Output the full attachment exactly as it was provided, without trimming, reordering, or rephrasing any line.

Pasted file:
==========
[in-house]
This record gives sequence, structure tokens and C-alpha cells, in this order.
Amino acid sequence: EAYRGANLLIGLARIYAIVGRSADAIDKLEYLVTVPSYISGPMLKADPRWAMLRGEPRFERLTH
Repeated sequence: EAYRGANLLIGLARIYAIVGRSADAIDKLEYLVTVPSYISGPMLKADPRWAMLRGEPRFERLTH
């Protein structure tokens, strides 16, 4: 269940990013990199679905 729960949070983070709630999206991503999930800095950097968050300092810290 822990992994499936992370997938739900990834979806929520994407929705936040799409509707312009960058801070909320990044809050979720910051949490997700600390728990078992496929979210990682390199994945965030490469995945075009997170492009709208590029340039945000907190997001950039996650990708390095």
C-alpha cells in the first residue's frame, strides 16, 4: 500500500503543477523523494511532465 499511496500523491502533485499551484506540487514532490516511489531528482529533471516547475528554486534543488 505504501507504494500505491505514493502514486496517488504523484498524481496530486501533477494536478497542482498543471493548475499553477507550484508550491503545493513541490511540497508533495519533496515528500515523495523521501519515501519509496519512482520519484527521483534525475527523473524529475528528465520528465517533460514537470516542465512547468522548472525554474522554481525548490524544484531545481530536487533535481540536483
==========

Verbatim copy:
[in-house]
This record gives sequence, structure tokens and C-alpha cells, in this order.
Amino acid sequence: EAYRGANLLIGLARIYAIVGRSADAIDKLEYLVTVPSYISGPMLKADPRWAMLRGEPRFERLTH
Repeated sequence: EAYRGANLLIGLARIYAIVGRSADAIDKLEYLVTVPSYISGPMLKADPRWAMLRGEPRFERLTH
């Protein structure tokens, strides 16, 4: 269940990013990199679905 729960949070983070709630999206991503999930800095950097968050300092810290 822990992994499936992370997938739900990834979806929520994407929705936040799409509707312009960058801070909320990044809050979720910051949490997700600390728990078992496929979210990682390199994945965030490469995945075009997170492009709208590029340039945000907190997001950039996650990708390095």
C-alpha cells in the first residue's frame, strides 16, 4: 500500500503543477523523494511532465 499511496500523491502533485499551484506540487514532490516511489531528482529533471516547475528554486534543488 505504501507504494500505491505514493502514486496517488504523484498524481496530486501533477494536478497542482498543471493548475499553477507550484508550491503545493513541490511540497508533495519533496515528500515523495523521501519515501519509496519512482520519484527521483534525475527523473524529475528528465520528465517533460514537470516542465512547468522548472525554474522554481525548490524544484531545481530536487533535481540536483